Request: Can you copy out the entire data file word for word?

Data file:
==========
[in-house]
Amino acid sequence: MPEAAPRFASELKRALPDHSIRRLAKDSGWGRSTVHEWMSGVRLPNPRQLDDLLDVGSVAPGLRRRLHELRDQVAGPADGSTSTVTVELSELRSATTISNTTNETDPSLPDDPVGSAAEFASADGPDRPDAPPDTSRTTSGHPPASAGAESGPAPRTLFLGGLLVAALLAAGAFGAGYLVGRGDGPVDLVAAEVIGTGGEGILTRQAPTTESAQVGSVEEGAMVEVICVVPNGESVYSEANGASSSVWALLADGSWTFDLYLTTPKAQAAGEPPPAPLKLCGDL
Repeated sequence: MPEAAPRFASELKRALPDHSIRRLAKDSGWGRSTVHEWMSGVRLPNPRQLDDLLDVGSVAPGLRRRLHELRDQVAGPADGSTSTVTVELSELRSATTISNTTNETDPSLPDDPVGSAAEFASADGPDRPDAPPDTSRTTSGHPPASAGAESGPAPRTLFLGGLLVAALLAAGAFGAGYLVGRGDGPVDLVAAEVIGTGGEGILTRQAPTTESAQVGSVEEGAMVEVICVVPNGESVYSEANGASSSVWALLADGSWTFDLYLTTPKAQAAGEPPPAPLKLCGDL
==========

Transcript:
[in-house]
Amino acid sequence: MPEAAPRFASELKRALPDHSIRRLAKDSGWGRSTVHEWMSGVRLPNPRQLDDLLDVGSVAPGLRRRLHELRDQVAGPADGSTSTVTVELSELRSATTISNTTNETDPSLPDDPVGSAAEFASADGPDRPDAPPDTSRTTSGHPPASAGAESGPAPRTLFLGGLLVAALLAAGAFGAGYLVGRGDGPVDLVAAEVIGTGGEGILTRQAPTTESAQVGSVEEGAMVEVICVVPNGESVYSEANGASSSVWALLADGSWTFDLYLTTPKAQAAGEPPPAPLKLCGDL
Repeated sequence: MPEAAPRFASELKRALPDHSIRRLAKDSGWGRSTVHEWMSGVRLPNPRQLDDLLDVGSVAPGLRRRLHELRDQVAGPADGSTSTVTVELSELRSATTISNTTNETDPSLPDDPVGSAAEFASADGPDRPDAPPDTSRTTSGHPPASAGAESGPAPRTLFLGGLLVAALLAAGAFGAGYLVGRGDGPVDLVAAEVIGTGGEGILTRQAPTTESAQVGSVEEGAMVEVICVVPNGESVYSEANGASSSVWALLADGSWTFDLYLTTPKAQAAGEPPPAPLKLCGDL